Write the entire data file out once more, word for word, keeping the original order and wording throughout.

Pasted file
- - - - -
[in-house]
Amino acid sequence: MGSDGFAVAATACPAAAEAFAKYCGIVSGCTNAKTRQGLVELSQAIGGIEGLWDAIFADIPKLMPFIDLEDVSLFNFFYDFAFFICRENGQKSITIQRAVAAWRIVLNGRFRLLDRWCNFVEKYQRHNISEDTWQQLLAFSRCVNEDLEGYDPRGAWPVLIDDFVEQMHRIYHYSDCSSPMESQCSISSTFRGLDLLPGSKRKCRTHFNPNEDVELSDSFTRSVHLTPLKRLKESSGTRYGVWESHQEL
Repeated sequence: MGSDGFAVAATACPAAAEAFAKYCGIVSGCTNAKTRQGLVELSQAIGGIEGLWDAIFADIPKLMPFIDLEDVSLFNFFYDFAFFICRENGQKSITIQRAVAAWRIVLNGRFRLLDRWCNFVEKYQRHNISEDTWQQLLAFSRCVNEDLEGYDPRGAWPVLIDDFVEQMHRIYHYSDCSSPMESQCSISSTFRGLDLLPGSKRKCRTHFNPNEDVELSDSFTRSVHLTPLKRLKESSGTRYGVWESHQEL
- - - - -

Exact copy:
[in-house]
Amino acid sequence: MGSDGFAVAATACPAAAEAFAKYCGIVSGCTNAKTRQGLVELSQAIGGIEGLWDAIFADIPKLMPFIDLEDVSLFNFFYDFAFFICRENGQKSITIQRAVAAWRIVLNGRFRLLDRWCNFVEKYQRHNISEDTWQQLLAFSRCVNEDLEGYDPRGAWPVLIDDFVEQMHRIYHYSDCSSPMESQCSISSTFRGLDLLPGSKRKCRTHFNPNEDVELSDSFTRSVHLTPLKRLKESSGTRYGVWESHQEL
Repeated sequence: MGSDGFAVAATACPAAAEAFAKYCGIVSGCTNAKTRQGLVELSQAIGGIEGLWDAIFADIPKLMPFIDLEDVSLFNFFYDFAFFICRENGQKSITIQRAVAAWRIVLNGRFRLLDRWCNFVEKYQRHNISEDTWQQLLAFSRCVNEDLEGYDPRGAWPVLIDDFVEQMHRIYHYSDCSSPMESQCSISSTFRGLDLLPGSKRKCRTHFNPNEDVELSDSFTRSVHLTPLKRLKESSGTRYGVWESHQEL